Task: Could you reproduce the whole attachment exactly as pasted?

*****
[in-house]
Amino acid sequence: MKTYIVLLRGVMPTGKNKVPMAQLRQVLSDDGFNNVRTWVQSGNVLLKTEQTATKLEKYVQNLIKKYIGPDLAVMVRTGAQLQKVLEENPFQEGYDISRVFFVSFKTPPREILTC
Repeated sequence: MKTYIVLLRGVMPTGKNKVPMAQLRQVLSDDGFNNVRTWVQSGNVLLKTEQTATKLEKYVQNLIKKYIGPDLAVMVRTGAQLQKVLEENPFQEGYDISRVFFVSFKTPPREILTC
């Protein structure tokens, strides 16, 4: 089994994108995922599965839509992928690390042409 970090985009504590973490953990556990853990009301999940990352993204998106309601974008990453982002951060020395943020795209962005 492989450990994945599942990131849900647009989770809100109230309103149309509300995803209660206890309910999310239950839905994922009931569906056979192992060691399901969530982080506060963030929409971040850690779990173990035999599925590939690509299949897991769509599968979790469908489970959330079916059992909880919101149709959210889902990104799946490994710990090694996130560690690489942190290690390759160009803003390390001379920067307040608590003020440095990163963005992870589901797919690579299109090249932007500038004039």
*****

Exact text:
[in-house]
Amino acid sequence: MKTYIVLLRGVMPTGKNKVPMAQLRQVLSDDGFNNVRTWVQSGNVLLKTEQTATKLEKYVQNLIKKYIGPDLAVMVRTGAQLQKVLEENPFQEGYDISRVFFVSFKTPPREILTC
Repeated sequence: MKTYIVLLRGVMPTGKNKVPMAQLRQVLSDDGFNNVRTWVQSGNVLLKTEQTATKLEKYVQNLIKKYIGPDLAVMVRTGAQLQKVLEENPFQEGYDISRVFFVSFKTPPREILTC
């Protein structure tokens, strides 16, 4: 089994994108995922599965839509992928690390042409 970090985009504590973490953990556990853990009301999940990352993204998106309601974008990453982002951060020395943020795209962005 492989450990994945599942990131849900647009989770809100109230309103149309509300995803209660206890309910999310239950839905994922009931569906056979192992060691399901969530982080506060963030929409971040850690779990173990035999599925590939690509299949897991769509599968979790469908489970959330079916059992909880919101149709959210889902990104799946490994710990090694996130560690690489942190290690390759160009803003390390001379920067307040608590003020440095990163963005992870589901797919690579299109090249932007500038004039």